As a strong line of thunderstorms approached Baton Rouge Monday morning, cell phones in classrooms all over LSU started to go off with a warning.

Jessie Smith, 19, and Christina Barrios, 20, were in class when they got the text that there was a tornado warning. They went out to stand under a pavilion near their class for a bit and then made their way to the student union so they could get inside.

Neither student said they were nervous about the weather until they started getting text messages from friends.

“My friends were texting that they were being evacuated into the basement of the dorm and I’m standing outside,” Smith said.

Barrios said she really wasn’t worried until later.

“I grew up in Louisiana and I feel we always make a bigger deal out of weather than it actually is,” she said. “But when I walked outside, I thought, well, maybe it is that bad.”

Chris McVicker, 21, was on his way to class when the storm hit. He met up with friend Rhett Orgeron, 21, and after the rain had passed they began looking for damage on campus.

Both headed to Samuel Lockett Hall to check out reports of flooding in the basement.

At the building, Nik Svoboda, an Information Technology staffer at LSU, was trudging through water in a back room of a lecture hall removing boxes and other materials. Water had run down the outside stairs, into the building and then down into this lower level lecture hall, not for the first time.

Svoboda said that years ago he had been moving some boxes in this room and found mushrooms and fungus, indicating it had flooded before.

“We stopped keeping important stuff down here,” he said.

Others got caught in the weather before making it to the building and said they needed to stock towels along with first-aid kits, Svoboda joked.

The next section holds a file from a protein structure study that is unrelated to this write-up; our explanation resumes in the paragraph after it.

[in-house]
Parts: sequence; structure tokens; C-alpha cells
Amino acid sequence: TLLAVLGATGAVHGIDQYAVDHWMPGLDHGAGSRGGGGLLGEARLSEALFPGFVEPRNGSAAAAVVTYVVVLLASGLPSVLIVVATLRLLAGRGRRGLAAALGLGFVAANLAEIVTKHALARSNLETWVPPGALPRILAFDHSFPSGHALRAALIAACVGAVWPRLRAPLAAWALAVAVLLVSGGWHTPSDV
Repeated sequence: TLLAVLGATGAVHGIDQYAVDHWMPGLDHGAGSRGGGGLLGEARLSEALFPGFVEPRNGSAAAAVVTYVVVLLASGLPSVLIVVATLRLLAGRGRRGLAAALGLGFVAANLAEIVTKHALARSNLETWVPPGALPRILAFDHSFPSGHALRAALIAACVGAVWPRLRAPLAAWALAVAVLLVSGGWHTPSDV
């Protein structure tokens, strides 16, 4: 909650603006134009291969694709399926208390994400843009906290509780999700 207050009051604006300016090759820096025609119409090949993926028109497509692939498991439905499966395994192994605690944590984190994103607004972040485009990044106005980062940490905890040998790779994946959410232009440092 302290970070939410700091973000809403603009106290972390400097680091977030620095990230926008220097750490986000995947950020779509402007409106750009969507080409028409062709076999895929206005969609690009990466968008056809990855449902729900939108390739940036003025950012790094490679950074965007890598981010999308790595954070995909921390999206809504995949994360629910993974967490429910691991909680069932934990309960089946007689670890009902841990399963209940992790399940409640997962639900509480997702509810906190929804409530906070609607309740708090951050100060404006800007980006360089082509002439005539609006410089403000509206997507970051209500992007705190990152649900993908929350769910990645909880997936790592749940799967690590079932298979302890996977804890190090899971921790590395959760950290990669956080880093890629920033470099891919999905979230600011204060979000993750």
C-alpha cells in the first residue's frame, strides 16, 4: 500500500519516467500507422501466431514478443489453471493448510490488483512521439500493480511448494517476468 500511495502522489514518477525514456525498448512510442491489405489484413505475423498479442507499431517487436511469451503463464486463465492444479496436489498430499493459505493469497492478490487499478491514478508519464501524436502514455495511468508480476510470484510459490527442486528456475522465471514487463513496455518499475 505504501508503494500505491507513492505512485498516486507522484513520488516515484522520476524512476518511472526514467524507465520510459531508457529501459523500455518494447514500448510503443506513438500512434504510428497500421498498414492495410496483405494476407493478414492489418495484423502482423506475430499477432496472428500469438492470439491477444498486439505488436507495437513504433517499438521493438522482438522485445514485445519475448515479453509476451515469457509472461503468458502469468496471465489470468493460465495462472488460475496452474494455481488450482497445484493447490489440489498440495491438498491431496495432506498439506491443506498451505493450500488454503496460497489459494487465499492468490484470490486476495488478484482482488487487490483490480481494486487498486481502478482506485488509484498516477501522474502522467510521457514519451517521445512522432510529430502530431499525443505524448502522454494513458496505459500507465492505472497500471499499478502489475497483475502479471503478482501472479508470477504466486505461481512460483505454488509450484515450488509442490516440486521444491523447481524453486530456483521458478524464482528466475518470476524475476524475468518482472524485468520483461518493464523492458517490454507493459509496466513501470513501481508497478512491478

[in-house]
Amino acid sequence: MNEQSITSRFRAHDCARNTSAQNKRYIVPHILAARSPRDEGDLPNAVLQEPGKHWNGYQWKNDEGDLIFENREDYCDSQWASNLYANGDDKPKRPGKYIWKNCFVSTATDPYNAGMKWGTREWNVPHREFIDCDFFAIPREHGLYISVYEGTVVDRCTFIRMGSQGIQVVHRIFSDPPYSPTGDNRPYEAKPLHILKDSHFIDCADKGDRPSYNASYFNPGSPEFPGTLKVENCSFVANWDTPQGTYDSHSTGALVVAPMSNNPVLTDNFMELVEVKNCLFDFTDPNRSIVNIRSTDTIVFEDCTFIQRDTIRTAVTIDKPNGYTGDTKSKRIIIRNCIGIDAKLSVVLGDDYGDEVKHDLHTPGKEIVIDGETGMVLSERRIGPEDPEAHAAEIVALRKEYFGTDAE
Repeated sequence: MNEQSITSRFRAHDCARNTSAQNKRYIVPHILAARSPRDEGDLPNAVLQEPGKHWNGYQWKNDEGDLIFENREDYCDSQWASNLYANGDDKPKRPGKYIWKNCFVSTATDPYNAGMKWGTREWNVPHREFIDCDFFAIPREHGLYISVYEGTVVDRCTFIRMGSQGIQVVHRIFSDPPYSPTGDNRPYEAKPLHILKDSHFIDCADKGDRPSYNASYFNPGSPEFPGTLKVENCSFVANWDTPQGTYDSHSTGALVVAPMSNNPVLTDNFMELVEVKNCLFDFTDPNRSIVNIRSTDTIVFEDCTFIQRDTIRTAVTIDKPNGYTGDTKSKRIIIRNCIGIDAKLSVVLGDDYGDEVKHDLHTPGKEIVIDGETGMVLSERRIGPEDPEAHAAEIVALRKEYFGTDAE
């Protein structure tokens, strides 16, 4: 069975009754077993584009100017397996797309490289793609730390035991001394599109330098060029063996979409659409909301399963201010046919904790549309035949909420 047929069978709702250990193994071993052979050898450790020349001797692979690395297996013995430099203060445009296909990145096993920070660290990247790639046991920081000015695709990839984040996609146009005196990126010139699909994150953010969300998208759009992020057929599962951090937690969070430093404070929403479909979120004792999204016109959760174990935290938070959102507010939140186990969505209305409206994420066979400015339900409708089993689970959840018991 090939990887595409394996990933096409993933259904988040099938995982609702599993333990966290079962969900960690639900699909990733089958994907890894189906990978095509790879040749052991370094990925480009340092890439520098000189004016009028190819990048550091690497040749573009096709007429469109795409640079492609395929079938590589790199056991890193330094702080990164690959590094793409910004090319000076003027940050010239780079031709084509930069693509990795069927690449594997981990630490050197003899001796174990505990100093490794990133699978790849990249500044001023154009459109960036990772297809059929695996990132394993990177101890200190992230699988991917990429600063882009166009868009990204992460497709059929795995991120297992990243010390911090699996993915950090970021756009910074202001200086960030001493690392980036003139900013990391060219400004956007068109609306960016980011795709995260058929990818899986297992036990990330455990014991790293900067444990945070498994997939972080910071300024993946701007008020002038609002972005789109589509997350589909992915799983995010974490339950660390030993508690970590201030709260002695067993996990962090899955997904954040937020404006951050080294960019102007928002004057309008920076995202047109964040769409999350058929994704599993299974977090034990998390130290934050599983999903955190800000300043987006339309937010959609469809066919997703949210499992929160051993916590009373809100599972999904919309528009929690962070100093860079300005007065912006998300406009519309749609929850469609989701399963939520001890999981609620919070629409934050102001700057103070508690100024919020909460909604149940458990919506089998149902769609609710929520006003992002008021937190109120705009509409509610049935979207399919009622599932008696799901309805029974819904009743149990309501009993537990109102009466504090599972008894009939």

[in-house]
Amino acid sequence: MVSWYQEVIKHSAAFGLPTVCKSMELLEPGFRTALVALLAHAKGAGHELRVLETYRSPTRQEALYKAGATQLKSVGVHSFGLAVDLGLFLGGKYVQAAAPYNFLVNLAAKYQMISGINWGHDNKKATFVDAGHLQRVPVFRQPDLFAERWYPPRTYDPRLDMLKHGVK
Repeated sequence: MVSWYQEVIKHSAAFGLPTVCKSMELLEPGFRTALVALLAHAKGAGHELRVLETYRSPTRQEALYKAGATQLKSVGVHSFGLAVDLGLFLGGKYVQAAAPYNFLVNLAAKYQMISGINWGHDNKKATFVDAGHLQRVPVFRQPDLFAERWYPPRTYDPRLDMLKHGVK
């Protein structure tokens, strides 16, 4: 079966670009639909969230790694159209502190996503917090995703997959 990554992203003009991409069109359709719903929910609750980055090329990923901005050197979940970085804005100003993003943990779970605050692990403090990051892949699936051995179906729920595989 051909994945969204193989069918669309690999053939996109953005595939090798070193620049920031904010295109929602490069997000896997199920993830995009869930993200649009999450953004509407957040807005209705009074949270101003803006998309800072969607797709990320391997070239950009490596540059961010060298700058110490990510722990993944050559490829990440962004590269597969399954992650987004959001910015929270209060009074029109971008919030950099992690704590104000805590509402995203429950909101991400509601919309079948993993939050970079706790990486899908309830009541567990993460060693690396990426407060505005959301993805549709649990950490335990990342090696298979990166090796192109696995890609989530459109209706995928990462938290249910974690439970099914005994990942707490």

“Even after being in Louisiana for years, that was one of the worst thunderstorms I’ve seen,” Svoboda said.

Dakota Meyer, 22, a student who got caught in the weather while driving to school, ended up being involved in a mini adventure that went around the lakes to avoid problems. One of the passengers had to lift up part of a tree to get through.

“Then we got here and everyone was huddled in the hallways,” Meyer said, standing in front of the Troy H. Middleton Library.

Carry Garrison, 21, student made her way to the library from Coates Hall during part of the storm to study, but never felt nervous about it. In the meantime, students at the Howe Russell building were moved out of a class ceiling atrium and into classrooms to wait out the storm, said Blake David, 22, student.

He had a similar response to the closing of school Monday that many students had which was “thank goodness,” but added it will likely only be a one day closure.

“They don’t like to cancel classes unless they have to so I’m sure it’s still on (for Tuesday),” he said.

Follow Amy Wold on Twitter @awold10.